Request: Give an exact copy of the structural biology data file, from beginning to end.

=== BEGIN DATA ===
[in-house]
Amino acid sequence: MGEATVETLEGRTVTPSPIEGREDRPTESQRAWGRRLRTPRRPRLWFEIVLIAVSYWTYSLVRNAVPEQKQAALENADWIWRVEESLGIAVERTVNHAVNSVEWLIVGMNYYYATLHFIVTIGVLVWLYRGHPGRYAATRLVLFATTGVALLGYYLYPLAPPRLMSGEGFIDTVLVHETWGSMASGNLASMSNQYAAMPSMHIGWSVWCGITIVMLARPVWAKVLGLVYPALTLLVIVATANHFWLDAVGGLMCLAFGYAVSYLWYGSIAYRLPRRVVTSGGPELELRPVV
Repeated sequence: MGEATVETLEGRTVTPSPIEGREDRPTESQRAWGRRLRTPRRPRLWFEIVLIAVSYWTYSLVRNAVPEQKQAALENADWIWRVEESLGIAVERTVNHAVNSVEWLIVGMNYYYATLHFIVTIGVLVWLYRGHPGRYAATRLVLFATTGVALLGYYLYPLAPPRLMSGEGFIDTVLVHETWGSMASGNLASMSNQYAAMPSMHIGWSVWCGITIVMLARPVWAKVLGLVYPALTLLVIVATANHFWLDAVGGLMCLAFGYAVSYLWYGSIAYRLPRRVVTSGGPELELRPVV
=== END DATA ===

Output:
[in-house]
Amino acid sequence: MGEATVETLEGRTVTPSPIEGREDRPTESQRAWGRRLRTPRRPRLWFEIVLIAVSYWTYSLVRNAVPEQKQAALENADWIWRVEESLGIAVERTVNHAVNSVEWLIVGMNYYYATLHFIVTIGVLVWLYRGHPGRYAATRLVLFATTGVALLGYYLYPLAPPRLMSGEGFIDTVLVHETWGSMASGNLASMSNQYAAMPSMHIGWSVWCGITIVMLARPVWAKVLGLVYPALTLLVIVATANHFWLDAVGGLMCLAFGYAVSYLWYGSIAYRLPRRVVTSGGPELELRPVV
Repeated sequence: MGEATVETLEGRTVTPSPIEGREDRPTESQRAWGRRLRTPRRPRLWFEIVLIAVSYWTYSLVRNAVPEQKQAALENADWIWRVEESLGIAVERTVNHAVNSVEWLIVGMNYYYATLHFIVTIGVLVWLYRGHPGRYAATRLVLFATTGVALLGYYLYPLAPPRLMSGEGFIDTVLVHETWGSMASGNLASMSNQYAAMPSMHIGWSVWCGITIVMLARPVWAKVLGLVYPALTLLVIVATANHFWLDAVGGLMCLAFGYAVSYLWYGSIAYRLPRRVVTSGGPELELRPVV